NBA Cheerleader Files Lawsuit Against Basketball Team for Alleged Low Pay

Following suits against the NFL, the first NBA cheerleader is suing over pay.

— -- While NBA players and coaches receive multi-million dollar salaries, one former NBA cheerleader is claiming she earned less than minimum wage.

Former Milwaukee Bucks cheerleader Lauren Herington is suing the team over the alleged low pay, the first lawsuit of its kind in the NBA. There have been similar lawsuits in the NFL.

"They hold you to such a high standard but yet that's not what they pay you," Herington told ABC News' "Good Morning America." "So it is disheartening and they expect you to put in so much time and effort for it."

Herington filed the lawsuit in federal court in Milwaukee on Sept. 24 citing the Fair Labor Standards Act.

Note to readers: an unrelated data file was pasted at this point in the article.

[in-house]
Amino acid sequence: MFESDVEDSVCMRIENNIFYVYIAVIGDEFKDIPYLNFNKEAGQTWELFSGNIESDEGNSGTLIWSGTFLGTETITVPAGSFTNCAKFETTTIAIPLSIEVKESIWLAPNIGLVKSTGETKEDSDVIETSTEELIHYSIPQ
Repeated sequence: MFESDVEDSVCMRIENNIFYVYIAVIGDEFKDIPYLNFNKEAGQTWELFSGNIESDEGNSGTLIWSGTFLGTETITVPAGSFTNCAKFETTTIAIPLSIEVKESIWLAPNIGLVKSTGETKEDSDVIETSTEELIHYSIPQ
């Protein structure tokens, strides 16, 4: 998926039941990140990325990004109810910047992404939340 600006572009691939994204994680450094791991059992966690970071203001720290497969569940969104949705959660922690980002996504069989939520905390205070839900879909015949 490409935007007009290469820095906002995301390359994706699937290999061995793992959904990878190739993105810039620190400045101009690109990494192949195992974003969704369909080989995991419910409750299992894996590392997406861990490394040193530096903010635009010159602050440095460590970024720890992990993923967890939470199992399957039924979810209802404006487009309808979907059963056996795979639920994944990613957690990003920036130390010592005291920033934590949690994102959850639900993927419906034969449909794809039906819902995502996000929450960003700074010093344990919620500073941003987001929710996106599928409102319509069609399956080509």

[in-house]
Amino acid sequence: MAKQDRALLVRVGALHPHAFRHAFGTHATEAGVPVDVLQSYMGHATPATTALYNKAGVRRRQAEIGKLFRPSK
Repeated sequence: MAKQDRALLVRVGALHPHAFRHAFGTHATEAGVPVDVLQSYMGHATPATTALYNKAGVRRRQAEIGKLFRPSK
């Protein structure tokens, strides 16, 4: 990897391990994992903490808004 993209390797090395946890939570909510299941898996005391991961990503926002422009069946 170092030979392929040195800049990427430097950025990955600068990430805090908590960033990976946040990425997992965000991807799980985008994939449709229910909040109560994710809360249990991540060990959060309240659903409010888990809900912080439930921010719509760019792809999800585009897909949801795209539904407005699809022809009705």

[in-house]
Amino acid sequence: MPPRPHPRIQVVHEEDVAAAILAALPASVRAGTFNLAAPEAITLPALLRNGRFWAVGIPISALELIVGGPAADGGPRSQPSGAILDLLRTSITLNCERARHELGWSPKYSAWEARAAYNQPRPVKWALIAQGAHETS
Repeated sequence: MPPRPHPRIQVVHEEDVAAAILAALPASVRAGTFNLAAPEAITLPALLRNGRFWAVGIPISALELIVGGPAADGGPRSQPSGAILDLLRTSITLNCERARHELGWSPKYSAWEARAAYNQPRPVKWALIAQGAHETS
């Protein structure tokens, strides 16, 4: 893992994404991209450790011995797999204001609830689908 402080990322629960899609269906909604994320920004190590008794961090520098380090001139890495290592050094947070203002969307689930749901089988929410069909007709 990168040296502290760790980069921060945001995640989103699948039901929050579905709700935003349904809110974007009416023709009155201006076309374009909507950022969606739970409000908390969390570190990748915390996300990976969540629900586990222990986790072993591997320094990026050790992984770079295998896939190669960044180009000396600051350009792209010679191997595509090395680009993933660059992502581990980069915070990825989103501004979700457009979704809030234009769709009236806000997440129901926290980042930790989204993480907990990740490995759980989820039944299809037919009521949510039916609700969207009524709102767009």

The NFL faced similar lawsuits last year claiming teams violated minimum wage laws, starting with a former cheerleader who sued the Oakland Raiders. Suits against the Buffalo Bills, New York Jets, Tampa Bay Buccaneers and the Cincinnati Bengals followed. The lawsuits against the Bills and Jets are still pending, while the others have settled.

Herington claims dancing for the Bucks was like a full-time job with part-time pay. During the 2013 to 2014 season, she said she spent hours preparing and performing but was paid only $65 dollars per home game, $30 for practices and $50 for special appearances. She claims that she was paid an average of $3 to $5 an hour for the time she worked, well below Wisconsin's $7.25 minimum wage. She also claimed she was paid nothing for the required personal upkeep.

"They didn't pay for the haircuts, the nails, the tanning," her attorney Ryan Stephan said. "We're dealing with women who are 19, 20, 21 years old. They really don't have the resources to pay for those things."

The Milwaukee Bucks said in a statement, "We treat all of our employees fairly, including our Bucks dancers, and pay them fairly and in compliance with federal and state law."

The NBA said that it works with its teams "to ensure that they comply with all applicable wage and working condition laws."